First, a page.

Codes Generated By Enterprise Integrator


Like to check concerning EI.

It seems for every step in the integration component in EI, 2 classes, one input class (e.g. customStep$in) and one output class (e.g. customStep$out), are generated.

And when passing data between 2 steps, even if the full data set from step 1 is passed to step 2, the $in in Step 2 is instantiated and populated with the $out from Step 1. A more efficient way would be to simply pass the $out from Step 1 as a ref to $in of Step 2.

This instantiating of objects is very expensive in terms of CPU time and is a likely reason why our adapters are running so slowly.

Is there a reason why EI is doing this and is WebMethods looking into changing this?


Yes, EI goes a bit overboard with objects. Reminds me of Borland OWL from way back when…

Anyway, you’ll be happy to know that EI is going away–at least from an efficiency standpoint you’ll be happy. You may not be happy about your integrations needing to be migrated/re-worked to take advantage of 6.0 stuff.

is WM6 using WM Developer really much better in terms of code generation?


webMethods will not be changing how the EI operates under the covers. The EI script and its architecture do not live on in webMethods 6.0 so I doubt seriously that webMethods will spend any effort to rearchitect EI.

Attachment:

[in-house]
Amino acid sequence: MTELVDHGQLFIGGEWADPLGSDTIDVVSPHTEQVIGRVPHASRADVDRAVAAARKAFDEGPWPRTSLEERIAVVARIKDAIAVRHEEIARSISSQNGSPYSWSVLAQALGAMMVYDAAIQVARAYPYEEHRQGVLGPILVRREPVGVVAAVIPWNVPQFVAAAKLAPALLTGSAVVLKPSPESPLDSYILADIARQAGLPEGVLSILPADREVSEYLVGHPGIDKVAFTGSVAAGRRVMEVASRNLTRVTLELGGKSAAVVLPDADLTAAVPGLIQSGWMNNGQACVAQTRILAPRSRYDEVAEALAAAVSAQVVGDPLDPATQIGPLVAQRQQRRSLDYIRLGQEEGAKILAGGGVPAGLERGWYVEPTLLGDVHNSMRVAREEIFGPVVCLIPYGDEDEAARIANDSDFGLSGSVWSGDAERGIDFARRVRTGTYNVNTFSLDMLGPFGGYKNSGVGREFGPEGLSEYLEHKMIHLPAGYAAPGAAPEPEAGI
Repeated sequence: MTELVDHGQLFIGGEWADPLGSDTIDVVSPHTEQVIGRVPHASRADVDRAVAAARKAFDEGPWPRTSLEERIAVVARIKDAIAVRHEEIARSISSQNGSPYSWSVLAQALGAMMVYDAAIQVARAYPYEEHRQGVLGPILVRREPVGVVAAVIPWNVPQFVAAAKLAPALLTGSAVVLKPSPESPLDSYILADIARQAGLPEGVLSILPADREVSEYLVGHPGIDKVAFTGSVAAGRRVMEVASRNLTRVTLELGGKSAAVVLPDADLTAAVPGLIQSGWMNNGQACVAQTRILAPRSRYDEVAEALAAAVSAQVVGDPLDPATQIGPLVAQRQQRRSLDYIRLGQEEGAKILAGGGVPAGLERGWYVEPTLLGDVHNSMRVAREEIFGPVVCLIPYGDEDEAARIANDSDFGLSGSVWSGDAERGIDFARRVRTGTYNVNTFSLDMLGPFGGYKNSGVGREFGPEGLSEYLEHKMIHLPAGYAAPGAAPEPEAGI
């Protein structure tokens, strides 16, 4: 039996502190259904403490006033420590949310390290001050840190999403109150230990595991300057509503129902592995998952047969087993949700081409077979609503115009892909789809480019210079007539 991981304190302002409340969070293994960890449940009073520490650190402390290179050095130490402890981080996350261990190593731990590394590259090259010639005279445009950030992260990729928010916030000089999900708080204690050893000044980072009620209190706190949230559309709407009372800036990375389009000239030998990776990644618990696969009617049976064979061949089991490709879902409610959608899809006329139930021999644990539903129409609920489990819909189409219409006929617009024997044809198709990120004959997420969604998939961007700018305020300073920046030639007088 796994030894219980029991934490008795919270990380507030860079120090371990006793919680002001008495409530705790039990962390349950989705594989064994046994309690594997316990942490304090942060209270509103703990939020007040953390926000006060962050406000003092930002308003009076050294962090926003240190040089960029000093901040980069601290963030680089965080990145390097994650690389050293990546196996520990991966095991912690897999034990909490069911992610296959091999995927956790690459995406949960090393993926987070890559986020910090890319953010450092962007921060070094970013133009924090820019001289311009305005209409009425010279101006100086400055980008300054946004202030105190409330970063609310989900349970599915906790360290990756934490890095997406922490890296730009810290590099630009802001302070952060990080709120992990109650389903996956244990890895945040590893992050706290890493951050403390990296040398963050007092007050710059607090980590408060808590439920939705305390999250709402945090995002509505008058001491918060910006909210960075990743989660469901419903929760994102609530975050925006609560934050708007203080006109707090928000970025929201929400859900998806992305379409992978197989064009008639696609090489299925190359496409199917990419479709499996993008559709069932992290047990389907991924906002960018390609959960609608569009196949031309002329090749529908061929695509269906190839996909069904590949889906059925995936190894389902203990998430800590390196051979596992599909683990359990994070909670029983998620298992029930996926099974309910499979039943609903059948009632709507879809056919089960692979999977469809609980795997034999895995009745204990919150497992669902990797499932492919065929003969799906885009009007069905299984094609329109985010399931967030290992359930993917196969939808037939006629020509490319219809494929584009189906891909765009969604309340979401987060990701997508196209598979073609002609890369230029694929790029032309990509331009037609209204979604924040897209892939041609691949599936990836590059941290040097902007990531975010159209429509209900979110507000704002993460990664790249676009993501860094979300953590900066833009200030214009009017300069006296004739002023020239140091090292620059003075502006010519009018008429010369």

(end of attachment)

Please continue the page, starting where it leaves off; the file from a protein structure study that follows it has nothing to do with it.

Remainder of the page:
Yes, it is not the most efficient implementation and is not designed to be extra fast. You do have the ability to multi-thread in some adapters and also parallel process by using multiple adapter instances so you can scale if needed.

As for webMethods 6.0 you won’t be seeing huge increases in efficiency and speed since the EI script is being changed to IS Flow which is not the speediest architecture either.


Steve Rdzak’s description of what’s happening with EI is much better than mine.

In Developer, there is no code generation. Services are written using FLOW which is interpreted at run-time. Not sure of the specifics of what goes on under the hood but there definitely is no visible Java code like there is with EI.

doesn’t sound good…

Shouldn’t webMethods provide some write-up on how to model flows in EI or developer so that we can get the most optimised codes in order to get the best performace possible

Typically optimization isn’t an issue, unless the volume being processed is large. In this case, the approach to optimization is the same as when coding in virtually any other language: 1) develop the solution the “right” way (maintainable, understandable, etc.); 2) identify bottlenecks through benchmarking; 3) rewrite the bottlenecks to improve performance.

Trying to write FLOW services with optimal performance up front is probably a wasted effort.

webMethods main benefits are the quickness and ease with which you can design, develop and deploy integration solutions not a highly optimised code gen tool.

Of course there are “Best Practices” when designing and coding your integrations that can help you maximize your performance with the product.

You should if you can utilize the knowledge of Professional Services who can help you understand how to maximize performance with the product set.

Also, I believe there are documents in the GEAR methodolgy package which is available on the webMethods Advantage web site which do contain technical white papers on these types of issues.


Thanks guys!!!